# Team:Groningen/Modeling

## Modelling

To gain insight into the working of our designs we try to develop reliable and realistic models. In our project we took two different approaches: an elaborate single-cell model and a 'higher level' spatial model. In the sections below we will give a summary of the findings concerning our models, for more details we refer to our full report.

Our network is depicted in the image below, the idea behind it is that when there is a low concentration of HSL, there will be no GFP response as the Plux/cI promoter is not yet activated. When HSL levels are increased, the Plux/cI promoter activates and the cell expresses GFP. When HSL levels get too high, however, the weaker Lux* promoter gets activate, resulting in expression of cI, which blocks the Plux/cI promoter. The result is a switch that is active only when HSL levels are in-between two thresholds.

## Spatial Model

In order to create a spatial model of our system we simplified the single-cell model using Hill-equations, in these equations several reactions are combined into a single Ordinary Differential Equation. As an example consider a Lux inducible promoter which is followed by the GFP gene; in our single-cell model we would have a separate equation for each reaction taking place whereas in our spatial model this would be represented as a single equation that gives the production of GFP as a function of the amount of Lux present.

We this approach we ended up with a single ODE for each species (HSL, HSL:luxR, luxR, cI and GFP), these formula were were then solved using MATLAB's ode15s solver.

In our spatial model we used a grid where each cell is connected to four neighbours (left, right, top and bottom), with HSL diffusing freely to and from each connected cell according to a certain diffusion constant. In the resulting images, taken after giving the system enough time to reach a stable state, the red cells depict sender cells, which produce a constant amount of HSL, the white cells represent cells in the 'ON' state, and black cells depict cells in the 'OFF' state.

When we run our model with default parameters, most closely resembling the parameters found in other publications we get the results shown below. In this image we can clearly see that cells that are close (too close) to the sender cell, are turned of (having too many neighbours) as well as the cells that are too far from the sender (having too few neighbours).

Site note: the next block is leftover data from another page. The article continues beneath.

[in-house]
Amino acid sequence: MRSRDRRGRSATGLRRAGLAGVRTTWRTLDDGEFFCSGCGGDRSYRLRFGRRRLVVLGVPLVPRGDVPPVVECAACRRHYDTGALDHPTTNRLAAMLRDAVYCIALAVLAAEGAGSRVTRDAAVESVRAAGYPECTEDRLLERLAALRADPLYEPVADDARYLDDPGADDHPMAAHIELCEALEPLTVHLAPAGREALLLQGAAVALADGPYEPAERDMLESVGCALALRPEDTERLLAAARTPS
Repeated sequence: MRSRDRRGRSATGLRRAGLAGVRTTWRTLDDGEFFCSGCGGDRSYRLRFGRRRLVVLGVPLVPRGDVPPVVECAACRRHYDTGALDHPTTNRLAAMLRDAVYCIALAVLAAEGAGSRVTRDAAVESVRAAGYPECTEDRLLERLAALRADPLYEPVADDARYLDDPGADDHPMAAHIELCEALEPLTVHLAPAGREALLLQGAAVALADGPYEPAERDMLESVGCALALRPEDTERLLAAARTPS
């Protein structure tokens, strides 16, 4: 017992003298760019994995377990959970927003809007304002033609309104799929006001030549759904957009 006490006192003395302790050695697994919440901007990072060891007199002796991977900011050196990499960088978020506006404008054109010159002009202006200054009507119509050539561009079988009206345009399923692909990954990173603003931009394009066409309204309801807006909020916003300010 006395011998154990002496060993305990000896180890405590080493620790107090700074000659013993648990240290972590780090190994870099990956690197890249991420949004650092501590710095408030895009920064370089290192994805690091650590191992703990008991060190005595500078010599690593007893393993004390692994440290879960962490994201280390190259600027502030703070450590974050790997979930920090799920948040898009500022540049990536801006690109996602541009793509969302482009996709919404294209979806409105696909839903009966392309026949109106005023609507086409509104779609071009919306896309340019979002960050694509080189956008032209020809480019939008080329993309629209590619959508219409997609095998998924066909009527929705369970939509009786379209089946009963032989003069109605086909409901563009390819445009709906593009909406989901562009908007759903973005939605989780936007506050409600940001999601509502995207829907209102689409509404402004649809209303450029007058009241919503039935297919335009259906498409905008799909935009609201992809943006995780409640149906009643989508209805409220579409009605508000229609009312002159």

The next step is tweaking the parameters so that it does exactly what we want, for example we can decrease the sensitivity of the promoter that inhibits the output (ie. the high threshold), when we do this we can increase the width of the band that forms around the sender cell, as in the image below.

Another way to change the behaviour of the network is by decreasing the diffusion speed, in practice this can be done by making the medium through which the HSL diffusion less permeable. This effectively brings the band closer to the sender cell. Another way of achieving this goal is by increasing the decay rate of HSL, which can be done by change the PH levels in the medium.

With these 'parameters' we can tweak the network to our goal, as part of a cellular automaton. To demonstrate this functionality of the part, we try to create the simple case of a cell which is on when it has exactly one neighbour and is off when it has more or less (ie. 0 or 2 neighbours). After trying out several settings we found that we can achieve this by decreasing HSL diffusion and simultaniously increasing HSL decay (exact values can be found in our report), this results in the situation below.

## Modeling

To gain insight into the working of our designs we try to develop reliable and realistic models.

The ODE solvers incorporated in the SimBiology package, for Mathworks' Matlab, are employed to model the genetic design on the single-cell level, displaying the variations in concentration of all relevant substances over time.

To examine the workings of our designs on the multi-cell level we are developing a routine in Matlab which can predict the collective behaviour of the designed cells on a two-dimensional grid. Hopefully this will help us to predict better the characteristics of HSL exchange between the cells.

The figure below displays the response of a gene regulatory network, which incorporates an HSL sensing mechanism and a GFP reporter gene. Shown is the pulse-shaped GFP expression as a response to HSL induction; after induction the system relaxes towards its initial state, which makes it susceptible to repetitive stimuli.